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Neurological outcomes after extracorporeal cardiopulmonary resuscitation in patients with out-of-hospital cardiac arrest: a retrospective observational study in a rural tertiary care center



In a rural region with few medical resources, we have promoted the strategy that if an out-of-hospital cardiac arrest (OHCA) patient is likely reversible, he or she should be transported directly from the scene of cardiac arrest to the only tertiary care center where extracorporeal cardiopulmonary resuscitation (ECPR) is readily available. We investigated 1-month survival and neurological outcomes after ECPR in OHCA patients at this center.


We implemented a retrospective review of OHCA patients of heterogeneous origin in whom ECPR was performed. Demographic characteristics, cardiopulmonary resuscitation, ECPR details, and neurological outcomes were evaluated. Cerebral performance categories were used to assign each patient to favorable or unfavorable outcome groups.


Fifty OHCA patients underwent ECPR. Presumed causes of OHCA were cardiac etiology in 32 patients, accidental hypothermia in 7 patients, and other causes in 11 patients. Overall, 13 patients (26%) survived and 10 patients (20%) had favorable outcomes. Of the 32 patients with OHCA of cardiac origin, 5 patients (16%) had favorable outcomes. Of the seven patients with OHCA of hypothermic origin, five patients (71%) had favorable outcomes. No clinically reliable predictors to identify ECPR candidates were found. However, all nine OHCA patients over 70 years of age had unfavorable outcomes (P = 0.224). In addition, all seven patients who satisfied the basic life support termination-of-resuscitation rule had unfavorable outcomes (P = 0.319).


ECPR can be a useful means to rescue OHCA patients who are unresponsive to conventional cardiopulmonary resuscitation in a rural tertiary care center, in a manner similar to that observed in the urban regions.


Out-of-hospital cardiac arrest (OHCA) is a socio-economic issue. In Japan, approximately 127,000 OHCAs occur per year [1], and the number of OHCA events is increasing annually. The 1-month survival rate for OHCA patients is approximately 5% [2, 3], and the rate of neurologically favorable 1-month survival is only approximately 2% [2, 3]. Among survivors, over 50% have severe cerebral disability [2, 3]. Every year approximately 4,000 patients survive with severe cerebral disability [2, 3]. The goal of cardiopulmonary resuscitation (CPR) for patients suffering from cardiac arrest (CA) is to achieve neurologically intact survival.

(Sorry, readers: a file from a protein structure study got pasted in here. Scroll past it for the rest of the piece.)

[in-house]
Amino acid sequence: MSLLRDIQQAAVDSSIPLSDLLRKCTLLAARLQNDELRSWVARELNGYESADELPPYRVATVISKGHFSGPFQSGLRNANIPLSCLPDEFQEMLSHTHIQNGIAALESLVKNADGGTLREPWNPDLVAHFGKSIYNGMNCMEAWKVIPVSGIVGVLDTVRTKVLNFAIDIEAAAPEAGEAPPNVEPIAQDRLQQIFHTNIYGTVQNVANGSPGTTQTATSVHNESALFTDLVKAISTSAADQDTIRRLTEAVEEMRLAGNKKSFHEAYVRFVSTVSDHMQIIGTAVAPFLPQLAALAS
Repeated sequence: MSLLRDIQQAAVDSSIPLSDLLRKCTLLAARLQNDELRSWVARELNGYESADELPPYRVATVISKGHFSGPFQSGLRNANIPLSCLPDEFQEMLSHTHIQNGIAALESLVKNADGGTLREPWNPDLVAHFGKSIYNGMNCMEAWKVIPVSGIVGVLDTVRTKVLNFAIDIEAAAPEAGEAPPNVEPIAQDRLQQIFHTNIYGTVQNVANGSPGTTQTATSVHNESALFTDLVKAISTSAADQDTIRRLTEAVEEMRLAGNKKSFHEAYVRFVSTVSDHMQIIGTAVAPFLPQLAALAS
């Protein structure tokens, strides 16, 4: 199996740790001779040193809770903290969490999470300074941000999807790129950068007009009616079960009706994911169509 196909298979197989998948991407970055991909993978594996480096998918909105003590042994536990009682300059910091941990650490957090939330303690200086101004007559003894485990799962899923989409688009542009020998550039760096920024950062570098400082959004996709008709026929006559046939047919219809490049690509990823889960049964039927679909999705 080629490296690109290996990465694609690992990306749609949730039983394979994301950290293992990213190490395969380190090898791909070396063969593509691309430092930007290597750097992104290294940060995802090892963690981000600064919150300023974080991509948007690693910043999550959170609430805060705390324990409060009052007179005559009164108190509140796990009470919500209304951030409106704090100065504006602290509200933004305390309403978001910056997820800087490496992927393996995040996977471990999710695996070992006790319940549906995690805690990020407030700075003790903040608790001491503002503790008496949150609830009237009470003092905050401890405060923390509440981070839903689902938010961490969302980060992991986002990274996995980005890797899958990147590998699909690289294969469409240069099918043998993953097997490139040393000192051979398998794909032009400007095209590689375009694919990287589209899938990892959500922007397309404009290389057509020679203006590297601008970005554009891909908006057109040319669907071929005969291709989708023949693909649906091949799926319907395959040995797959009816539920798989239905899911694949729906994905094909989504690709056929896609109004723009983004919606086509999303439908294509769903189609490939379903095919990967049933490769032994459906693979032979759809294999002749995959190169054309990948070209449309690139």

Extracorporeal CPR (ECPR) is a technique to circulate blood outside the body with extracorporeal oxygenation and support the body's circulation in the absence of an adequately functioning cardiac pump. Encouraging results of ECPR for CA of cardiac origin have been reported for in-hospital cardiac arrest (IHCA) in adults and children [4, 5]. The rates of neurologically favorable IHCA survival have been reported as 20% in adults [4] and 38% in children [5]. The favorable results obtained in IHCA patients cannot be directly extrapolated to OHCA patients because of longer transport times and possible delay in initiating ECPR. The rates of neurologically favorable survival after OHCA of cardiac origin have been reported as 12% and 15% in studies of urban regions [6, 7].

Our hospital is the only university tertiary care center where ECPR and comprehensive post-CA care are readily available in the rural region. To minimize the delay in the initiation of ECPR, we have been promoting a proposal, the CA bypass campaign, that emergency medical service (EMS) personnel should bypass the nearest general hospital and directly transport an OHCA patient from the scene to our center when the OHCA patient is likely reversible. Implementation of regional systems of care for those with acute myocardial infarction and trauma has been reported to improve outcomes [8, 9]. Accordingly, we hypothesized that the implementation of ECPR in a rural region might lead to favorable neurological outcomes, similar to that observed in urban region.

In this study, we investigated 1-month survival and neurological outcomes after ECPR in OHCA patients unresponsive to conventional CPR in this region, where the CA bypass campaign has been gradually implemented.